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Six herbs for women’s health

Monday March 15, 2021
Six herbs for women’s health

Did you know there are several herbs that specifically support women’s health and wellbeing? From managing symptoms associated with the menopause, urinary tract infections to reproductive health - we turn to Mother Nature to see how her earthly offerings can give a helping hand to womanhood.


The use of plants has been used for healing purposes and forms the origin of much modern medicine. Herbs have shown to be useful for their anti-inflammatory, haemostatic, antispasmodic and immunostimulatory properties for individual body systems and health conditions.

 

Consuming herbs for health may help to prevent and manage health complications that many females experience, including menstruation, menopause, urinary tract infections, pregnancy and osteoporosis. Here is our guide to six of the herbs for women’s health.


Sage

Sage is an herb known for its strong herbal aroma and earthy flavour, it is often used medicinally and as an ornamental plant.


How does sage benefit women’s health?

  • Menopause - Phytoestrogens are plant derived non-steroidal oestrogens that are far milder than human derived oestrogen. Research suggests sage exerts mild phytoestrogenic properties, which could suggest why sage has been used as a remedy for menopausal symptoms, such as flushing, night sweats, heart palpitations muscle and joint pain, anxiety, depression, sleep disorders and sexual desire. A study of 71 participants over the age of 56 who were menopausal for at least 12 months and with at least five flushes daily were recruited and treated once daily with fresh sage leaves for 8 weeks. Conclusion of the results showed that the total number of hot flushes per day significantly decreased from week 1 to 8 1.  
  • Cognition – It is common for females to experience brain fog, and loss of memory during the peri-menopause and menopause. Sage was researched in a study to demonstrate its encouraging benefits on memory and attention in older adults in a trial using doses of 167 to 1332mg of sage extract. Results revealed a significant development of secondary memory performance as well as accuracy of attention 2.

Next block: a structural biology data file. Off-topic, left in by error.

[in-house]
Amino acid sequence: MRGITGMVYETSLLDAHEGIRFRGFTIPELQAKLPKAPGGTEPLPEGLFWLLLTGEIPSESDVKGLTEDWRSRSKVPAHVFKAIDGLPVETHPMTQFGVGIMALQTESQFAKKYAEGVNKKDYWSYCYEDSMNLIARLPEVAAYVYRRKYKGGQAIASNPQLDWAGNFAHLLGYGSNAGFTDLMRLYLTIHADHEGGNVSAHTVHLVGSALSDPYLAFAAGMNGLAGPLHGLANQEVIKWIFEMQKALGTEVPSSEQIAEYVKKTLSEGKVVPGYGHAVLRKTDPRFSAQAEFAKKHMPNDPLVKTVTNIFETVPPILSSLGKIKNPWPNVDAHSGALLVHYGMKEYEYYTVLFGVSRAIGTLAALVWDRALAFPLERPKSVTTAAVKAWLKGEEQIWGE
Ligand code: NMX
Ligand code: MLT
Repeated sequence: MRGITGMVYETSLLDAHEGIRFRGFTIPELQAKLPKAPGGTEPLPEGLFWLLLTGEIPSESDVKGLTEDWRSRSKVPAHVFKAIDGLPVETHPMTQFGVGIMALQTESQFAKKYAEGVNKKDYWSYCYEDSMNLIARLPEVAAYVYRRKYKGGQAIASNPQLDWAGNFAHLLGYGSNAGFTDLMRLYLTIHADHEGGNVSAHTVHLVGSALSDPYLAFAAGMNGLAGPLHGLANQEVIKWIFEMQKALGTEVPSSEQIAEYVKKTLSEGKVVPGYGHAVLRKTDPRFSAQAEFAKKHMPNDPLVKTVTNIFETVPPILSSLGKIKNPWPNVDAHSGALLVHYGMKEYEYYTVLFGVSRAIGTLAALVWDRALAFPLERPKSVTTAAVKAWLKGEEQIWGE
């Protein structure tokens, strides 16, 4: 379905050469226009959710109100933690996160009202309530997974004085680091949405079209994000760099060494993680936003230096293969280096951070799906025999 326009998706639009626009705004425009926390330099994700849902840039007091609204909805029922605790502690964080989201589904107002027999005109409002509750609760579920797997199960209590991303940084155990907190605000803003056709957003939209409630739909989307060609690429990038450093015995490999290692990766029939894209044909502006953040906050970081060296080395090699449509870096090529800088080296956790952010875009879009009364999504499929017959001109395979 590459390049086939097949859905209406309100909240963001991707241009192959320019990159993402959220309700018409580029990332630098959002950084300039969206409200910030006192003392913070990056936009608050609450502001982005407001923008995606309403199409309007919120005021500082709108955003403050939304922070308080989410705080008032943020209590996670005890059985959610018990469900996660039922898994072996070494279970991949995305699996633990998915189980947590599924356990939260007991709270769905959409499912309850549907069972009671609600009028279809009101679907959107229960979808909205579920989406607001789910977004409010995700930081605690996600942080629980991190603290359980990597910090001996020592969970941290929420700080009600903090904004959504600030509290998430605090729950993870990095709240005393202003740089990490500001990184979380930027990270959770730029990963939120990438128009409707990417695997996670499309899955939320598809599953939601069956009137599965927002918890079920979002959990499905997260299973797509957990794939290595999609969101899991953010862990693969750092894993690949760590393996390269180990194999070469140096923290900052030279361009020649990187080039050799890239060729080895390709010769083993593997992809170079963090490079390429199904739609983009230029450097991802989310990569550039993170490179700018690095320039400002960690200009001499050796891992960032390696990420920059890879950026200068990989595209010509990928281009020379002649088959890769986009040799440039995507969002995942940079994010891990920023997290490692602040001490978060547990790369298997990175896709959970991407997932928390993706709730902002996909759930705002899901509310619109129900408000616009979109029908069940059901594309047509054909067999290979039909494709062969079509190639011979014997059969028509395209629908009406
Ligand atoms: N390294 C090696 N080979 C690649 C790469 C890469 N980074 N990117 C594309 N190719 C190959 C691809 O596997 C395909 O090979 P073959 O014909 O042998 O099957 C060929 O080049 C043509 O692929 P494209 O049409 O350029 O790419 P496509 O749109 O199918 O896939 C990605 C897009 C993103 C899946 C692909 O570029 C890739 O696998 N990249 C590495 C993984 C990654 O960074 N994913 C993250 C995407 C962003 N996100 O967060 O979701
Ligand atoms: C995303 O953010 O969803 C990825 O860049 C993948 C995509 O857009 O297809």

Cranberry

The cranberry is a small hard, round, red fruit which can taste rather bitter and sour. Cranberries are native to North America and are often consumed in the form of a sauce or juice. 


How do cranberries benefit women’s health?

  • Urinary Tract Infections - Urinary tract infections (UTI) are common in women, with many women experiencing more than one infection during their lifetime. A risk factor specific to women for being at a higher risk of developing a UTI is because a woman has a shorter urethra than a man does, this shortens the distance that the bacteria must travel to reach the bladder. Cranberries are well known for preventing UTIs, E. coli being the most common bacterial cause of UTIs. A review of studies involving women aged over 18 years with a history of UTIs were involved in comparing cranberry intervention to a placebo or control. Results from review showed cranberry reduced the risk of UTI by 26% 3.
  • Skin - Cranberries may help to minimize the visible signs of ageing, hyperpigmentation and loss of elasticity. Cranberries are a rich source of several vitamins and minerals, specifically vitamin C – a potent antioxidant. Antioxidants help scavenge free radicals from the body cells and prevent or reduce damage that is caused by oxidation 4. Oxidative stress occurs when there is an imbalance between the production of free radicals and antioxidants in the body. It plays a major role in the ageing process. Oxidative stress can lead to chronic inflammation, and cause collagen fragmentation and inefficiency of collagen fibres and skin cell functions.

Saffron

Saffron is a spice which originates from a flower called crocus sativus, often known as the “saffron crocus”.


How does saffron benefit women’s health?

  • Mental health - Saffron has a long history of use for improving mental health, including depression, anxiety and premenstrual syndrome. A number of possible mechanisms of action may explain the mental health benefits of saffron including, improvements in the action of the neurotransmitter serotonin, enhancement of brain functions such as memory and learning, antioxidant effects, and protecting the brain against the damaging effects of chronic stress.